Our generation’s aversion to dialogue is too dangerous. It’s time we stop antagonizing and ignoring conservatives or else we are all doomed.
The measure was approved and divided opinions in Aparecida de Goiânia, GO, Brazil. The state’s Bar Association said that the project can be considered unconstitutional. Continue reading
Freedom. An apparently simple concept that you’d think people understand pretty well, after all it’s a fundamental human right. But no. It’s probably the concept people abuse and misuse the most when discussing about politics, law and the role of the state. People defend all sorts of nonsense in the name of freedom. This madness must stop. So let’s take some time to think about it. Continue reading
As a feminist I am often confronted, especially online, by self-declared antifeminists who passionately denounce the ideology resorting to all manner of creative accusations. But is there any basis for so vehemently attacking feminism? With the occasion of the women’s month, I present the most common fallacies that compromise the antifeminist discourse.
In February and March this year Django Girls will be organizing free Django workshops for women in cities all over the world. As a Python/Django developer and feminist myself, I naturally applied as a coach. What for some may seem like a great initiative, however, is attacked by others as a gross display of hypocrisy and misandrist double-standard. In this article I hope to explain why supporting such events doesn’t imply you hate men or seek to overthrow patriarchy and install a regime of female supremacy. Continue reading
The subject of gender quotas was trending in Brazil a few months ago and I wrote about it in Portuguese. Now that the same topic has sprung in Romania, it’s time to write an English version. As should be no surprise, there’s a strong backlash against the idea of quotas and affirmative action in general. The anti-quota arguments are typically the same: that this type of approach is “anti-democratic”, “unjust”, “discriminatory”, “unequal”, etc. Although I agree that this is not an ideal solution, these arguments hardly sustain themselves. It may even be that there are legitimate reasons for us to be skeptical about quotas and affirmative action, but the aforementioned ones are certainly not in this category, and I’ll explain why.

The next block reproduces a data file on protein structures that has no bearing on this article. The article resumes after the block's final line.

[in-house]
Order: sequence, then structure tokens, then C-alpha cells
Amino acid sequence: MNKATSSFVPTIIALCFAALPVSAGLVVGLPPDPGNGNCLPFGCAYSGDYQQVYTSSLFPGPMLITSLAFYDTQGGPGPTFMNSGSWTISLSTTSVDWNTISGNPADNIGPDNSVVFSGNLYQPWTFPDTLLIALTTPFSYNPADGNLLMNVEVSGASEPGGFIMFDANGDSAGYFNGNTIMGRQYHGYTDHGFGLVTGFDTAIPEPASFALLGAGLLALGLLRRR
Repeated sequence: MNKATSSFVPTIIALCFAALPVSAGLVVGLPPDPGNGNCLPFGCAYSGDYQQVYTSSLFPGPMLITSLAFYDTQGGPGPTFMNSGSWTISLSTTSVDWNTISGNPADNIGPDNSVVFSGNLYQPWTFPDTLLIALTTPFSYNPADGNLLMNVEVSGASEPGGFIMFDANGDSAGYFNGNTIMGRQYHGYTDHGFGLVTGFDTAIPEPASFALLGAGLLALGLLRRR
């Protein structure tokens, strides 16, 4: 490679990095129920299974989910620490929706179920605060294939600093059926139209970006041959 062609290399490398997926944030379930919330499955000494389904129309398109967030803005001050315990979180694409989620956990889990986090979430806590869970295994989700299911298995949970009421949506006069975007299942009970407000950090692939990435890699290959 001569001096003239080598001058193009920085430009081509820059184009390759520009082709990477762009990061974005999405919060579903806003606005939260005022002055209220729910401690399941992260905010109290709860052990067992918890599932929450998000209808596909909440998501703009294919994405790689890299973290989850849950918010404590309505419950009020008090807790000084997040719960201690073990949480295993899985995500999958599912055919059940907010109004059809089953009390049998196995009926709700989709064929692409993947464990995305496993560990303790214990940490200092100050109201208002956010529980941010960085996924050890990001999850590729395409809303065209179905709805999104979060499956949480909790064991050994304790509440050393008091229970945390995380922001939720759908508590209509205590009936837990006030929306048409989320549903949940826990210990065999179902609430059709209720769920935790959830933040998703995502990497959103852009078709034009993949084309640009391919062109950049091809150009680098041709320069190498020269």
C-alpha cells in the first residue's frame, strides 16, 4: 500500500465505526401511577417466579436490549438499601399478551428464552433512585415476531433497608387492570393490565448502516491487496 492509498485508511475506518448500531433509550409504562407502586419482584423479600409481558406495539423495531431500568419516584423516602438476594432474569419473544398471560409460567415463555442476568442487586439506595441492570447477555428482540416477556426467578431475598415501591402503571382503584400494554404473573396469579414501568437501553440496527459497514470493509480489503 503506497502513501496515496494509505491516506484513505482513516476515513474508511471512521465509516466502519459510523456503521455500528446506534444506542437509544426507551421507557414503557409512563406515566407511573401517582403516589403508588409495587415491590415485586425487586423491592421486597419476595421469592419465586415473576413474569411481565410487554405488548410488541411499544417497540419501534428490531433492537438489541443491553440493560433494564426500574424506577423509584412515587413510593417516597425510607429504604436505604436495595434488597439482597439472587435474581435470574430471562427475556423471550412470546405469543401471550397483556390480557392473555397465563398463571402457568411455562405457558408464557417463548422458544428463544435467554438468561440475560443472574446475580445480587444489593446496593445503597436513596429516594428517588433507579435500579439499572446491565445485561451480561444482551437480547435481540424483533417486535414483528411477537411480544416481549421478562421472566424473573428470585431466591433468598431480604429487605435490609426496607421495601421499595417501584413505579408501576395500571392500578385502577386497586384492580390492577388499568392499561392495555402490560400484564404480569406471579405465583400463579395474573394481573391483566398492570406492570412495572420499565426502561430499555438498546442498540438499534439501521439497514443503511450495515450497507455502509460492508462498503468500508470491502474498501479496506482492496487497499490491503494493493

This is a question I have been asked a couple of times since I moved to Romania and started writing in English. The answer I give is that now that I’m abroad I’d be excluding too many friends and potential new readers by writing in Portuguese. But it’s a bit more complicated than that.
Everyone who has a blog and lives abroad for a while has a post like this, so I thought it was about time to write my own. It should be mentioned that it would be probably more accurately named as “Differences between Rio and Cluj”, but then everyone has their biases and it’s not like I’m gonna be less neutral than anybody else. Continue reading
I’ve always been a zoology lover. I grew up watching Animal Planet and comparing the behavior of humans to that of other animals. I ended up not pursuing a career in the area, but reading and watching video-lectures about biology has been one of my oldest and most constant hobbies. I am a fan of Darwin, Dawkins, Frans de Wall and Sapolsky. I always try to find the biological origins of human social behavior and, although I recognize both sides of the nature vs. nurture dilema, I must admit I have a bias towards the former when it comes to personal interest and curiosity. Lately, however, I’m a bit disillusioned. I’ve noticed that many still rely on factoids of the field to defend racist and sexist claims, the inevitability of certain social hierarchies and the maintenance of the status quo, sadly causing many on the other side to, as a defense mechanism, reject behavioral biology altogether. But is it really the case that by giving credibility to this science we inadvertently give basis for these supremacist and deterministic arguments? Is to reject it altogether really the only solution? Continue reading
I have always noticed that Brazilians have a certain aversion to English. A certain tendency to switch to Portuguese whenever the majority is Brazilian, a severe reluctance to make a comment directed towards a Brazilian using English, even if the comment is in the context of an English conversation with people from all over the world, etc. Of course, many other nationalities act similarly, but I’ve been living in Romania for a bit over a year now and things are quite different, to the point that it’s really hard to dismiss this attitude as something normal. Though I haven’t had much contact with other Brazilians personally in this period, I still have a lot of contact online, mainly through Facebook, and the more time passes by, the more my impressions are confirmed and even reinforced. And I’m not counting those who don’t know English well, I mean people who speak quite fluently, who have lived abroad, etc. Why is it so? Continue reading